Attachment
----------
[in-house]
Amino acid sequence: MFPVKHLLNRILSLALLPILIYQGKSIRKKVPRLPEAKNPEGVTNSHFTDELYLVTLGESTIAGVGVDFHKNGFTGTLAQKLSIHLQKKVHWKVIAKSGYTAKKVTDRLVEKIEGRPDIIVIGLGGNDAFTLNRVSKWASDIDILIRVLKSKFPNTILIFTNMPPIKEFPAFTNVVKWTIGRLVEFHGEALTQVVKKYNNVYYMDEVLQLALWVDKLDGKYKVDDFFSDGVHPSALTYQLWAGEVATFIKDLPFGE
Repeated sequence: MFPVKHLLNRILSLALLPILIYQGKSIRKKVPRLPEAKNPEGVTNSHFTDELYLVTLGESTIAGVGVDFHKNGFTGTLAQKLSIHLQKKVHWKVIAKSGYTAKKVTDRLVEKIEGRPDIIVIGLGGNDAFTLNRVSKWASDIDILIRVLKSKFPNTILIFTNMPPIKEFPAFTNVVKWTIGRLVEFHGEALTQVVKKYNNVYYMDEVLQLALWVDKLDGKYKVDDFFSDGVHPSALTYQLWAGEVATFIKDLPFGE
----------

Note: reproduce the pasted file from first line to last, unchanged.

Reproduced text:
[in-house]
Amino acid sequence: MFPVKHLLNRILSLALLPILIYQGKSIRKKVPRLPEAKNPEGVTNSHFTDELYLVTLGESTIAGVGVDFHKNGFTGTLAQKLSIHLQKKVHWKVIAKSGYTAKKVTDRLVEKIEGRPDIIVIGLGGNDAFTLNRVSKWASDIDILIRVLKSKFPNTILIFTNMPPIKEFPAFTNVVKWTIGRLVEFHGEALTQVVKKYNNVYYMDEVLQLALWVDKLDGKYKVDDFFSDGVHPSALTYQLWAGEVATFIKDLPFGE
Repeated sequence: MFPVKHLLNRILSLALLPILIYQGKSIRKKVPRLPEAKNPEGVTNSHFTDELYLVTLGESTIAGVGVDFHKNGFTGTLAQKLSIHLQKKVHWKVIAKSGYTAKKVTDRLVEKIEGRPDIIVIGLGGNDAFTLNRVSKWASDIDILIRVLKSKFPNTILIFTNMPPIKEFPAFTNVVKWTIGRLVEFHGEALTQVVKKYNNVYYMDEVLQLALWVDKLDGKYKVDDFFSDGVHPSALTYQLWAGEVATFIKDLPFGE